He went away grieved, for he had great possessions. He loved his stuff so much that he wasn’t about to get rid of any of it.

verses 23-25:

It’s hard for the rich to enter the kingdom of God.

The disciples didn’t like that saying, so Jesus-making sure they understand-says it’s easier for a camel to go through the eye of a needle than for a rich man to enter heaven. Some will say that Jesus speaks about a gate in Jerusalem. Problem is that gate wasn’t built for over a thousand years after Jesus makes this statement. Jesus isn’t speaking about what’s difficult. He is speaking about what’s impossible-He takes one of the smallest things known to the Jews and the largest animal in Palestine and combines them. “With man it is impossible, but not with God. For all things are possible with God” (v 27). Jesus’ point is quite plain: Apart from God’s changing the heart, rich people aren’t going to go to heaven.

Stuff can keep you out of heaven.


What does a generous church and a generous people have to learn from this hard teaching of Jesus?

I want you to understand that YOU are the rich about whom Jesus speaks. We want to apply this text to Bill Gates, Warren Buffett, movie stars, sports stars, etc. But, we are among the richest people in all the world. This afternoon take the time to go to There you can enter your yearly salary and see how you stack up against the world’s population. Your preacher ranks in the top 1% of the world-I am richer than 99% of the world’s population. In fact, 85% of the world’s population lives on about $2,100 a year. When Jesus says that it’s hard for a rich person to enter heaven, he’s talking about ME!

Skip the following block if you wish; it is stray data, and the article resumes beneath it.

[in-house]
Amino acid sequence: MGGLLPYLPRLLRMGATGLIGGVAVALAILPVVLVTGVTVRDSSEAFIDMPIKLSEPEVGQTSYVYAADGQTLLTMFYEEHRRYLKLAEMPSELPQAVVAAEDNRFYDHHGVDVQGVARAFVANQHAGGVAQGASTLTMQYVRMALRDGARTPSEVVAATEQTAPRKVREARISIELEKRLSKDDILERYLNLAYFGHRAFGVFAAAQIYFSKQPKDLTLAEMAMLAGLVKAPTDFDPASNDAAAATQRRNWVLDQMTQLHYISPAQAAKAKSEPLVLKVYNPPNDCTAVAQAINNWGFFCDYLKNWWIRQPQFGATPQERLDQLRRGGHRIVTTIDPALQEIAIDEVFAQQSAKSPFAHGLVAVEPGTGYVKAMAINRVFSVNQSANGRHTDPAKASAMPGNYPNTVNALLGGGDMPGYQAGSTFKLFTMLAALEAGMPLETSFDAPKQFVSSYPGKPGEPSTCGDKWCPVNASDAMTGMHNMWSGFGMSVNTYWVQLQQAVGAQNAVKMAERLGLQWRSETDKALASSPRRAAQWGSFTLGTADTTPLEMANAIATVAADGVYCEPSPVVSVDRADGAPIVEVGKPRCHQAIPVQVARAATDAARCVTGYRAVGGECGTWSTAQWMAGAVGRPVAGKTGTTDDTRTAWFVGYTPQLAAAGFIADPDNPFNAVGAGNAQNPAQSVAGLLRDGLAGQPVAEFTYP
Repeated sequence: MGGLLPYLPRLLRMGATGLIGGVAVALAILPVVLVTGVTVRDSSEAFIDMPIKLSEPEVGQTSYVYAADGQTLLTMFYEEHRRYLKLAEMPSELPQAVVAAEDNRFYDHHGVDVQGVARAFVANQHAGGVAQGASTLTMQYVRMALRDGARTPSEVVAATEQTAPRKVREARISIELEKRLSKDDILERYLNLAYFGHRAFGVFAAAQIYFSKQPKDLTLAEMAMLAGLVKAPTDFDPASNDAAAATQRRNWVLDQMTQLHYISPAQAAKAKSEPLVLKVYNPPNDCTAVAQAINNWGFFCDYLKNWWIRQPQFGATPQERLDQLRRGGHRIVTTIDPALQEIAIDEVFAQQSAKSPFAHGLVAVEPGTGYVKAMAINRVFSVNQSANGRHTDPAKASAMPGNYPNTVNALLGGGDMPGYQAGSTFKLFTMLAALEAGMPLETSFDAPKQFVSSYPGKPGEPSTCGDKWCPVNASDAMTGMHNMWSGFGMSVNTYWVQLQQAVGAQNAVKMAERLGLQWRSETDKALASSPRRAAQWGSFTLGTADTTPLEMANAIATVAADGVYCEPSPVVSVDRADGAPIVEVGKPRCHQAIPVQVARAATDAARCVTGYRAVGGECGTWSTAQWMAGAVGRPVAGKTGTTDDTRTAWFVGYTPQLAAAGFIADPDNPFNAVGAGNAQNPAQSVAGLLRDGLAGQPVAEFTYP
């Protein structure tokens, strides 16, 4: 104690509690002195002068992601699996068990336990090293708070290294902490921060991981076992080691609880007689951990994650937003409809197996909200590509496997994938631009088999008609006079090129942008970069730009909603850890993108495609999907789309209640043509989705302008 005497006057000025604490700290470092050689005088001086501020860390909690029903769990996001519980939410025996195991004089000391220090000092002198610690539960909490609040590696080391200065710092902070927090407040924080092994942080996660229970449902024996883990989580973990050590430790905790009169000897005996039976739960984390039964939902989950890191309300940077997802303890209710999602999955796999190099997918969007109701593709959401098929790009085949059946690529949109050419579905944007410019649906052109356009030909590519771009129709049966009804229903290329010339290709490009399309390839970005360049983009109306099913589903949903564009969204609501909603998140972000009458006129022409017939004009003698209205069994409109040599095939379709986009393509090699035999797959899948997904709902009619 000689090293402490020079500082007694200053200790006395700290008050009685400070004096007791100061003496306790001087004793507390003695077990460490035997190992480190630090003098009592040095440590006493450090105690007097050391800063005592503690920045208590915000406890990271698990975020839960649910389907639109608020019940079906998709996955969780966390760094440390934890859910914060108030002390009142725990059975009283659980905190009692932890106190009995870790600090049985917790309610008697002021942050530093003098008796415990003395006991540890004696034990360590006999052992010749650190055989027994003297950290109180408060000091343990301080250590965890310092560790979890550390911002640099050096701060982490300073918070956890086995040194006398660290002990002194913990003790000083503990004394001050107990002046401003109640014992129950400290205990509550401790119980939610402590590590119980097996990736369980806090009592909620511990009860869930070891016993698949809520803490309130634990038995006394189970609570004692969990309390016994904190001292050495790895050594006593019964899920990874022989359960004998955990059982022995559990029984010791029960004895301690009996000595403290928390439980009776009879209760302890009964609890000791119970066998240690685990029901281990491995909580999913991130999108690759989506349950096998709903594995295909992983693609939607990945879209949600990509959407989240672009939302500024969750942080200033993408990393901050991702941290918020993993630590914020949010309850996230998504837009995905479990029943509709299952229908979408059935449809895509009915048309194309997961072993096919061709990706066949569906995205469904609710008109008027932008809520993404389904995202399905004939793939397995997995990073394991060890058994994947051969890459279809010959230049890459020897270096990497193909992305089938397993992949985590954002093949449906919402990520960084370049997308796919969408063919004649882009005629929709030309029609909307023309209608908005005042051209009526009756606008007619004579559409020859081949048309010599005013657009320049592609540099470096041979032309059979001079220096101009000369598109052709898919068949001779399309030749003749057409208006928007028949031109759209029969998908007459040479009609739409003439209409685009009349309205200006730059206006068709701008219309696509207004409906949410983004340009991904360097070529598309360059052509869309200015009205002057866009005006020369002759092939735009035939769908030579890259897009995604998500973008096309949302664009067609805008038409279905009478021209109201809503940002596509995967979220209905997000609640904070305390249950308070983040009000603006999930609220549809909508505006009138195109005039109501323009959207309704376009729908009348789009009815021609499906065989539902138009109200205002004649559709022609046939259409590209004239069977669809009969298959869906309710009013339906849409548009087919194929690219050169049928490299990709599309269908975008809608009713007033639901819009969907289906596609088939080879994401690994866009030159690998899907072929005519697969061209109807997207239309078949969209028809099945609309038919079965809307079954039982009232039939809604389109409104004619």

Thank God for the material blessings in your life. The material things we have in this life come from the hand of God. “Yet he did not leave himself without witness, for he did good by giving you rains from heaven and fruitful seasons, satisfying your hearts with food and gladness” (Acts 14:17). “Every good gift and every perfect gift is from above, coming down from the Father of lights, with whom there is no variation or shadow due to change” (Js 1:17). It’s only right that we thank God for the bountiful blessings in our lives. “For everything created by God is good, and nothing is to be rejected if it is received with thanksgiving” (1 Tim 4:4). Make a list of the many physical blessings God has placed in your life and spend time pouring your heart out in thanksgiving over that list.

Use what stuff you have for the glory of God. That is as biblical as it can be-1 Timothy 6:17-19. How can you use the stuff you have for God’s glory?

  • Computer-Teach through World Bible School, Send an email to encourage someone.
  • Car-Bring someone to worship.
  • Telephone-Call someone to let him/her know you’re keeping him/her in prayer.
  • Food-Bring to the pantry.

We must constantly be careful that we don’t use our “stuff” in worldly pursuits. So much of what we have can keep us from pursuing righteousness. What we see/hear in media can desensitize us morally. “Do not be deceived: ‘Bad company ruins good morals.’” (1 Cor 15:33). The same can be said of evil media!

We can love our “stuff” so much that we have little time for God. How many folks will not miss that favorite TV show but might miss Bible reading? How many guys will have time to hunt, fish, golf, etc., but not have time to pray?

Stuff can keep you out of heaven.


I titled this lesson “Rich Man, Poor Man.” The man who came to Jesus was so rich: “He had great possessions” (v 22). The man who came to Jesus was so poor: He refused to do what was required to follow Jesus.

Let us be those who refuse to allow our stuff to keep us out of heaven!

This sermon was originally preached by Dr. Justin Imel, Sr., at the Dale Ridge church of Christ in Roanoke, Virginia.

Share with Friends: